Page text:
17 NGOs granted FCRA licence as work picks up pace after COVID

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SynopsisThe home ministry has granted FCRA licences to 17 non-governmental organisations (NGOs), including Dr Aabaji Thatte Seva Aur Anusandhan Sanstha (ATSAS) and Grameen Foundation for Social Impact (GFSI), according to officials. The home ministry has granted FCRA licences to 17 non-governmental organisations (NGOs), including Dr Aabaji Thatte Seva Aur Anusandhan Sanstha (ATSAS) and Grameen Foundation…

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The home ministry has granted FCRA licences to 17 non-governmental organisations (NGOs), including Dr Aabaji Thatte Seva Aur Anusandhan Sanstha (ATSAS) and Grameen Foundation for Social Impact (GFSI), according to officials.

The home ministry has granted FCRA licences to 17 non-governmental organisations (NGOs), including Dr Aabaji Thatte Seva Aur Anusandhan Sanstha (ATSAS) and Grameen Foundation for Social Impact (GFSI), according to officials. Last year, the Foreigners Contribution Registration Act (FCRA), 2010 was amended to tighten the limit of “administrative expenses” and exclude “public servants” from the list of entities eligible to receive funds from abroad.

Nagpur-based ATSAS runs National Cancer Institute (NCI), where former BJP Rajya Sabha MP Ajay Sancheti is among the governing board members. The FCRA licence of ATSAS was revoked by the home ministry in 2019 for failure to file annual reports. An FCRA licence is mandatory for NGOs that want to receive foreign funds. In 2020, the ministry had granted licences to 165 organisations, and in 2019 to 683 NGOs.

According to the FCRA, foreign funds can be obtained for cultural, economic, educational, religious or social programmes after seeking the government’s permission or FCRA registration. Gurgaon-based GFSI, which works on digital finance among the poor, was given approval for the FCRA licence under the ‘economic and social’ category, officials said. Financial inclusion, which means providing financial services to all, is one of the focus areas of the Narendra Modi government.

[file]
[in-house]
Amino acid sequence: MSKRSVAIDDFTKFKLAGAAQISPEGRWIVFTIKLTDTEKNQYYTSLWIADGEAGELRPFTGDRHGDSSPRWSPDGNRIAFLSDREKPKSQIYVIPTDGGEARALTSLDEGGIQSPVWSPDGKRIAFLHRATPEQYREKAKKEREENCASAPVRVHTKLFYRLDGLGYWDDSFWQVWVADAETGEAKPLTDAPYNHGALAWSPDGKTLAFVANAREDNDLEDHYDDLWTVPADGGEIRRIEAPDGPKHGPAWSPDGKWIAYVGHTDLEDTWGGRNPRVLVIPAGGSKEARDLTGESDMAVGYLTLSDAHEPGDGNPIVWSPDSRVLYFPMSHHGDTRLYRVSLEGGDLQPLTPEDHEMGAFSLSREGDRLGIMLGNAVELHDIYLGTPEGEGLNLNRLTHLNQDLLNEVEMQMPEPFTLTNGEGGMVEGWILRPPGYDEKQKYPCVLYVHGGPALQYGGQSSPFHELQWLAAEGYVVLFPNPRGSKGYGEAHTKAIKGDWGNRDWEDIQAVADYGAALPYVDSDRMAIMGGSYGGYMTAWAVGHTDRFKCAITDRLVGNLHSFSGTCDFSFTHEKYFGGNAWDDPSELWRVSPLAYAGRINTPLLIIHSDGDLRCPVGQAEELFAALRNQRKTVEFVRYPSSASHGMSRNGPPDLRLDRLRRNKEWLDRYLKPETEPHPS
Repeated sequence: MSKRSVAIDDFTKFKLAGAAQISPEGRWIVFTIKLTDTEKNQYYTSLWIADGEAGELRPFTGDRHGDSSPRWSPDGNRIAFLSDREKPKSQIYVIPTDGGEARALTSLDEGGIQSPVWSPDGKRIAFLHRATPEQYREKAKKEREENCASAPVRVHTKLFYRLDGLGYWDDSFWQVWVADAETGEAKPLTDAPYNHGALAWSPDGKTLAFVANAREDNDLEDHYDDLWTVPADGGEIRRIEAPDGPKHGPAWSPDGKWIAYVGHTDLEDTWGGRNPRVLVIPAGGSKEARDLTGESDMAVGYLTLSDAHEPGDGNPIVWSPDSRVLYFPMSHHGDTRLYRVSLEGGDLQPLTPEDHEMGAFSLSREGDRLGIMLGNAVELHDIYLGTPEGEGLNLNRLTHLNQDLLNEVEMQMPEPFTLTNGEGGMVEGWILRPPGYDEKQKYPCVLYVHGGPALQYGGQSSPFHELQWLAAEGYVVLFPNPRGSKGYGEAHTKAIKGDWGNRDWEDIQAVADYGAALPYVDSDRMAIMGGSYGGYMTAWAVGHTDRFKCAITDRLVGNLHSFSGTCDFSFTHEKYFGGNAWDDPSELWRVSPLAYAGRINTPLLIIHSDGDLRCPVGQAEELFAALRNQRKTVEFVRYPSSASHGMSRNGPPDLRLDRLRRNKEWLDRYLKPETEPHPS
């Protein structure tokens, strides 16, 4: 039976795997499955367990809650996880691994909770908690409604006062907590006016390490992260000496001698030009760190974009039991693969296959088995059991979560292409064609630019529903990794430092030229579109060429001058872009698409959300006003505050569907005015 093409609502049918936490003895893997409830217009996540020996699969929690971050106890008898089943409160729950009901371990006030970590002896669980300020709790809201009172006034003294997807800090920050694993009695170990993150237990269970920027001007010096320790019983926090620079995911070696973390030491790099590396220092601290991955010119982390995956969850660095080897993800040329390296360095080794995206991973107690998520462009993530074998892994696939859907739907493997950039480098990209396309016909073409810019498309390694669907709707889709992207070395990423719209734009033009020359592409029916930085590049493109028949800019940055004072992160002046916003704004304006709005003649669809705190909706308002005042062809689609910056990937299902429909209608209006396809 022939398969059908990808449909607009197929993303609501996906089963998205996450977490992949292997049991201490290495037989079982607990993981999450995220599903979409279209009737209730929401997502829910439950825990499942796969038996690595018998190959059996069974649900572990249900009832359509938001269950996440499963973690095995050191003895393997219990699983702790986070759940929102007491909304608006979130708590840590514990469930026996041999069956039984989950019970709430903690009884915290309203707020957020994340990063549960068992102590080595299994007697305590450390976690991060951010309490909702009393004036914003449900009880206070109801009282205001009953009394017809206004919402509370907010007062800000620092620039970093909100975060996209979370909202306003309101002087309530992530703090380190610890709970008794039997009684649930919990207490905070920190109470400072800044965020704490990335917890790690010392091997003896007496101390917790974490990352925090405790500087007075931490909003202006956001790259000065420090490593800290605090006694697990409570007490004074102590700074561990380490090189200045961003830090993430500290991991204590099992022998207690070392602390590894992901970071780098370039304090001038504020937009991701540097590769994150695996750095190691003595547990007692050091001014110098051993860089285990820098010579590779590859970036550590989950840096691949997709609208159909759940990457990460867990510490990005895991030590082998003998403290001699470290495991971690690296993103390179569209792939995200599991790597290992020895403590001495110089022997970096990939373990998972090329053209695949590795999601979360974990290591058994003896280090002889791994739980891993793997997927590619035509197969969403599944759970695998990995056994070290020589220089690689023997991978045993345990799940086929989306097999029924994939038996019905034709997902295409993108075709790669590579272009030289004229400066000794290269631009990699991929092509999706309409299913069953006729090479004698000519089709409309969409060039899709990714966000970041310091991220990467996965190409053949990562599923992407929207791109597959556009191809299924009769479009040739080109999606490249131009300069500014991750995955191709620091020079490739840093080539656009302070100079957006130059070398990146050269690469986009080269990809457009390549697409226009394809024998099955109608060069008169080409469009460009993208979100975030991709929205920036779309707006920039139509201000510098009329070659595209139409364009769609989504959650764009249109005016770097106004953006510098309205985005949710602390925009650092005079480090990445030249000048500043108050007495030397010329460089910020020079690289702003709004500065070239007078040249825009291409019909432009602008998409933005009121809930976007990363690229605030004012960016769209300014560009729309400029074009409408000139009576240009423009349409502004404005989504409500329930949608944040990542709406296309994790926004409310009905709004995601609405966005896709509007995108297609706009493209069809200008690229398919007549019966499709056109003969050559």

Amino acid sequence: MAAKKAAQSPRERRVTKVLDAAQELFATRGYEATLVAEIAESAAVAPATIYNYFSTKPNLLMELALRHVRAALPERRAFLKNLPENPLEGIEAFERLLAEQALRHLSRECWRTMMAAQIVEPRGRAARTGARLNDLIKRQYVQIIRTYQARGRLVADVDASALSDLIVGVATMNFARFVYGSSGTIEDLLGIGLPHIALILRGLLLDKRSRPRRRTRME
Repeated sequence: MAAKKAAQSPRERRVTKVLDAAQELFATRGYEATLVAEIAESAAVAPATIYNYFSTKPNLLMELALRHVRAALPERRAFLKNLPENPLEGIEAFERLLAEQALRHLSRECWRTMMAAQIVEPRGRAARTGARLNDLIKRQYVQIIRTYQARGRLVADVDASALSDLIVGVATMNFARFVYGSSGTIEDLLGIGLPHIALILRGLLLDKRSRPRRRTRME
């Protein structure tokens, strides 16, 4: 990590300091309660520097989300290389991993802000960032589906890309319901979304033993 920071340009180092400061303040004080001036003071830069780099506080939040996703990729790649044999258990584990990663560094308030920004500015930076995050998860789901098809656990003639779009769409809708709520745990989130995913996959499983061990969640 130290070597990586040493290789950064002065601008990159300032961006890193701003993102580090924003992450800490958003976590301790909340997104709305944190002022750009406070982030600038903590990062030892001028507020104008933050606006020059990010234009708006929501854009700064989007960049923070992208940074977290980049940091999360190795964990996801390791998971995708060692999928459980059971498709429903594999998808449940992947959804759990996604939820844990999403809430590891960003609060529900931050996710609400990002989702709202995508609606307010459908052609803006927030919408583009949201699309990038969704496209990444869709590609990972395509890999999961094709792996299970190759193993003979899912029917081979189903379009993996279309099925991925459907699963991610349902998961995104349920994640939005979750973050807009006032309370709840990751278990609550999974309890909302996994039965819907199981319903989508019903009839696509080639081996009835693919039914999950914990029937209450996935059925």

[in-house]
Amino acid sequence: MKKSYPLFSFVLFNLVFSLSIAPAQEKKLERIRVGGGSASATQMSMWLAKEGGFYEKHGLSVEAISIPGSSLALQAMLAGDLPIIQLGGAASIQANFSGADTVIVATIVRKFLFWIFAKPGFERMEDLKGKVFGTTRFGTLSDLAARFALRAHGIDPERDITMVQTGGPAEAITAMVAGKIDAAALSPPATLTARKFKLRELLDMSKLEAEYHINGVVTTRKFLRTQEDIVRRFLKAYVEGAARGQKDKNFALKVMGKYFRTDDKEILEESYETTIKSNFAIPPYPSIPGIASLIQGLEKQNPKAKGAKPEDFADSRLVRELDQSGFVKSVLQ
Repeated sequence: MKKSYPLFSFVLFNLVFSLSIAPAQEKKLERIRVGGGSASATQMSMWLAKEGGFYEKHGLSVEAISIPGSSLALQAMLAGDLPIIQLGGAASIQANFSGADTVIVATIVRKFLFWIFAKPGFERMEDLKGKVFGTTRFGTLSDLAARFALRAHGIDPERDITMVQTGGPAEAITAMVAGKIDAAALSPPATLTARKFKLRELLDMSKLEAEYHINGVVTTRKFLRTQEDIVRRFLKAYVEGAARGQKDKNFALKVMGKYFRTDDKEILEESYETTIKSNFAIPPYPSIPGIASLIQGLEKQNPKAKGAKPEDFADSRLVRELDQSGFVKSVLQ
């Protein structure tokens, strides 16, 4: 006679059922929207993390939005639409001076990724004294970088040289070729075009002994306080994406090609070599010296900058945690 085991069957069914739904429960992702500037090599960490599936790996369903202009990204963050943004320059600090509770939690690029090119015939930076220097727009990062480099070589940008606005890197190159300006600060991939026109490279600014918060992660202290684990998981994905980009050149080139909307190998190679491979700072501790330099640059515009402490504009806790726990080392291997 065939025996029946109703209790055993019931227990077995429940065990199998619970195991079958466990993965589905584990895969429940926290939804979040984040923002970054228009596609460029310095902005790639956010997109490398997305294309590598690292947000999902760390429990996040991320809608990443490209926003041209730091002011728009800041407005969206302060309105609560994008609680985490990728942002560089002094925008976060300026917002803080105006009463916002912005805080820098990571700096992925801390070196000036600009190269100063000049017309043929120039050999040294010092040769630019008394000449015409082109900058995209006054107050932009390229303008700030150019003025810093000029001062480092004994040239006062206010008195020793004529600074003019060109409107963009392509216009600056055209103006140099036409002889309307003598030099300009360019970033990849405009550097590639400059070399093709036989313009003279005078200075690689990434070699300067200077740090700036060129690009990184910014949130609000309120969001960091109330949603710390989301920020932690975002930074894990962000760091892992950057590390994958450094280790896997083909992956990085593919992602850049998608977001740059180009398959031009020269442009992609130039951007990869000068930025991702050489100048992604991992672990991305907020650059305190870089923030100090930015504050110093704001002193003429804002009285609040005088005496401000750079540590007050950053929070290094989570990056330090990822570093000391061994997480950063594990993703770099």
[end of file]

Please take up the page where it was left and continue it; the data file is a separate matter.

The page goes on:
In the first two month of 2021, four NGOs were awarded FCRA licences under the ‘religious and educational’ categories. Among them, there were two that were run by Christians and one each by Hindus and Sikhs, according to the ministry. It includes the famous Hindu temple at Dakor in Gujarat, and the Shree Ranchhodrayji Maharaj Mandir Trust.

The two Christian NGOs – Bethel Sennitt Educational and Charitable Society and Avathar Charitable Trust – are based in Hyderabad. To discourage NGOs from engaging in religious conversions, the home ministry has made it obligatory for functionaries and members of NGOs to file an affidavit declaring whether they have been involved in any act of religious conversion or been prosecuted for communal disharmony.

“Several of these NGOs applied for a licence last year, but the process was delayed due to the Covid-19 pandemic. In a few cases, the FCRA licences have been renewed after obtaining documents and field verification,” said a senior official.

From 2011 to 2019, the ministry had cancelled the certificates of registration of more than 19,000 NGOs, including those of Greenpeace, Amnesty International, Teesta Setalvad’s NGO, Citizen for Justice and Peace (CJP), Compassion International, Lawyers Collective, citing lack of statutory compliances such as submission of annual returns and maintenance of proper accounts.

As per the ministry, the annual inflow of foreign contribution was over Rs 58,000 crore between 2016-17 and 2018-19. Through the 2020 amendment of FCRA, the government empowered itself to be able to direct the violator to not use the funds by holding a “summary inquiry”. Earlier, it was done only after the person or association had been “found guilty” of violation of the Act.

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